Forms Without Tables

June 26th, 2007

A form based on definition listsEver wondered how to place a form on a site without tables? If you want your page to be fully semantic XHTML and CSS so that it looks good to screen readers AND search engine spiders, you mustn’t use tables.

Don’t despair, there is an answer. Bring on the definition list <dl>, definition description <dd> and definition term<dt> tags! Definition lists are a special case of <ul>, <ol> and <li> and are usually used to list definitions! Go figure!

<dl>
A definition list is the container element for DT and DD elements. The DL element should be used when you want incorporate a definition of a term in your document, it is often used in glossaries to define many terms, it is also used in “normal” documents when the author wishes to explain a term in a more detail (Like this definition).
<dt>
The term currently being defined in the definition list. This element contains inline data.
<dd>
The definition description element contains data that describes a definition term. This data may be either inline, or it may be block level.

But, definition lists also make a great foundation for web forms, so instead of


A common non-accessible table-based form<form>
<table>
<tr>
<td><input type=”text” id=”name” name=”name” class=”input” /></td>
</tr>
<tr>
<td><input type=”text” id=”email” name=”email” class=”input” /></td>
</tr>
<tr>
<td><input type=”submit” id=”submit” value=”submit” /></td>
</tr>
</table>
</form>

you can get the same effect with …


The same form based on definition lists<form>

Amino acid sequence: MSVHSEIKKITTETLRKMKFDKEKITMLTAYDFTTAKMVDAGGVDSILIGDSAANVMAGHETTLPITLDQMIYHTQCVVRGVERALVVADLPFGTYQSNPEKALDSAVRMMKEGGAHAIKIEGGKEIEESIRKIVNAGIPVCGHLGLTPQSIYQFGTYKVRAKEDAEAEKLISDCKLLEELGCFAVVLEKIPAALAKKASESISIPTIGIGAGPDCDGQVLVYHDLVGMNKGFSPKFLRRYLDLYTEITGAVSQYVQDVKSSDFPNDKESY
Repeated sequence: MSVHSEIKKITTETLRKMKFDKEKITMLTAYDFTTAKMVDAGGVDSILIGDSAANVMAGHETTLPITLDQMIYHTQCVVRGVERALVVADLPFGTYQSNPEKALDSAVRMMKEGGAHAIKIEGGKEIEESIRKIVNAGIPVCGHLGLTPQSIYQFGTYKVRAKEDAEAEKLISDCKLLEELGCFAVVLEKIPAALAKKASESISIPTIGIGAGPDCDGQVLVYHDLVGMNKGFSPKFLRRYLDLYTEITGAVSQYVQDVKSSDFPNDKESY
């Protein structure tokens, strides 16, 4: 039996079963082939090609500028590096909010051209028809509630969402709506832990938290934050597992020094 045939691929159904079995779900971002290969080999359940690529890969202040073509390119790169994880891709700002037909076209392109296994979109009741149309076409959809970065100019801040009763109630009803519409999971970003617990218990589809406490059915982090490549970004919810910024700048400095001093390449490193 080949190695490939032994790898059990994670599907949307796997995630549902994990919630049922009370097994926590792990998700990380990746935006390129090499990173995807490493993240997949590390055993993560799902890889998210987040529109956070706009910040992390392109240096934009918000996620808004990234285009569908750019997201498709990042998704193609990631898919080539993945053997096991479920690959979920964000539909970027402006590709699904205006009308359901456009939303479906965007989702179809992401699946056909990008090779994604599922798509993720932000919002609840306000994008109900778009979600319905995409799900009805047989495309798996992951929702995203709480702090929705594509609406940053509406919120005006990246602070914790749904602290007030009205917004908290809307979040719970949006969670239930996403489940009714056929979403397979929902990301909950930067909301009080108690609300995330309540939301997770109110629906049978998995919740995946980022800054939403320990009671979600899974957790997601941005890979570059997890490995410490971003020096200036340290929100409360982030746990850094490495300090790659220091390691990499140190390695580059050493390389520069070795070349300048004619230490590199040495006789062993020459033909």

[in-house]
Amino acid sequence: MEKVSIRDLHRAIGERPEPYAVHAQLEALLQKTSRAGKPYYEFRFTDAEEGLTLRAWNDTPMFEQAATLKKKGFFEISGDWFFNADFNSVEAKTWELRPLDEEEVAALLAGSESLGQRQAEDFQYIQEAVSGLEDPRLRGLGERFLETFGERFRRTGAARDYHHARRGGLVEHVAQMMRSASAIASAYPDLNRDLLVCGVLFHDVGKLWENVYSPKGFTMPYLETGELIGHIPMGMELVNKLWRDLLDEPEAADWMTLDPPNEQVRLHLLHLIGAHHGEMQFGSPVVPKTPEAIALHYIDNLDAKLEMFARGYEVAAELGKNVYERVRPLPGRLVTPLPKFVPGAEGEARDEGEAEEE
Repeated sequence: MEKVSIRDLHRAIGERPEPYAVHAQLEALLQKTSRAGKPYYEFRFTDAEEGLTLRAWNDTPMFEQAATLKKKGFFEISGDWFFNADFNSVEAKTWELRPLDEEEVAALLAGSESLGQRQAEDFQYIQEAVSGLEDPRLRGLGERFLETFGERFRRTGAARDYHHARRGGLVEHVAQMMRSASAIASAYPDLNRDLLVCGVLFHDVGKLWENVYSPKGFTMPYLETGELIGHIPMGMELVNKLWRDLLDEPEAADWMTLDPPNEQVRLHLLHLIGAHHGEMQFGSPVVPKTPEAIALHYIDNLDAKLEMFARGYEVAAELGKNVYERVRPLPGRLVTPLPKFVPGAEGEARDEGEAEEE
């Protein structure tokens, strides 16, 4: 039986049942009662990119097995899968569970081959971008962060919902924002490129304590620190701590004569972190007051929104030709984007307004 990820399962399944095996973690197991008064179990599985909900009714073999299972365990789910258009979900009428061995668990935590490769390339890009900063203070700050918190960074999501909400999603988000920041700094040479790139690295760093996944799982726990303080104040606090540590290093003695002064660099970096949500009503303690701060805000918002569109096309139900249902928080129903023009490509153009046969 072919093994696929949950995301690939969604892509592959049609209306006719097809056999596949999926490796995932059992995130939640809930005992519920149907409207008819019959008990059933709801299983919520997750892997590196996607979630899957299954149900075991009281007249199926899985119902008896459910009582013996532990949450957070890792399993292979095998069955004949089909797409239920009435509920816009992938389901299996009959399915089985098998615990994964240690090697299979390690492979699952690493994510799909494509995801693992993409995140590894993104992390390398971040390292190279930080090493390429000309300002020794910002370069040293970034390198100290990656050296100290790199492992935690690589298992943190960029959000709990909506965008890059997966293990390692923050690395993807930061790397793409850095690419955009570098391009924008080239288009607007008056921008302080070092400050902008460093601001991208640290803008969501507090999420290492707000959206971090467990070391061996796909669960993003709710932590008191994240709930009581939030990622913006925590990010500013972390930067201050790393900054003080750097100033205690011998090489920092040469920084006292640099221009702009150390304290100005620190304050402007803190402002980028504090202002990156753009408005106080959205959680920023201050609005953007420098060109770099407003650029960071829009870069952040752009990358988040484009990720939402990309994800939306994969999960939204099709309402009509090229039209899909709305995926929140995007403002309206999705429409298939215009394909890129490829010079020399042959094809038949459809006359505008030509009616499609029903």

<dl>
<dt><input type=”text” id=”name” name=”name” class=”input” /></dt>
<dt><input type=”text” id=”email” name=”email” class=”input” /></dt>
<dt><input type=”submit” id=”submit” value=”submit” /></dt>
</dl>
</form>

which is smaller too. Indeed, you can improve matters further by using the <dd> tag to add titles to the table …

A form based on definition lists with labels<form>
<dl>
<dt>Your name</dt>
<dd><input type=”text” id=”name” name=”name” class=”input” /></dd>
<dt>Your email address</dt>
<dd><input type=”text” id=”email” name=”email” class=”input” /></dd>
<dd><input type=”submit” id=”submit” value=”submit” /></dd>
</dl>
<form>

And add a <label> tag for improved accessibility (screen readers will now know what the column headings are) …

<form>
<dl>
<dt><label for “name”>Your name</label></dt>
<dd><input type=”text” id=”name” name=”name” class=”input” /></dd>
<dt><label for “email”>Your email address</label></dt>
<dd><input type=”text” id=”email” name=”email” class=”input” /></dd>
<dd><input type=”submit” id=”submit” value=”submit” /></dd>
</dl>
<form>

Browser default layout gives an indented style (just like a definition list) but because the <dl>, <dd>, <dt> and <label> tags can be given style information like a <div> tag via CSS, the web designer can indulge in infite layout options while not affecting the accessibility and usability of the page.

Other tags — from <p> and <br /> to accessibility tags such as ABBR, LANG and ACRONYM — can also be used to format and modify the contents.



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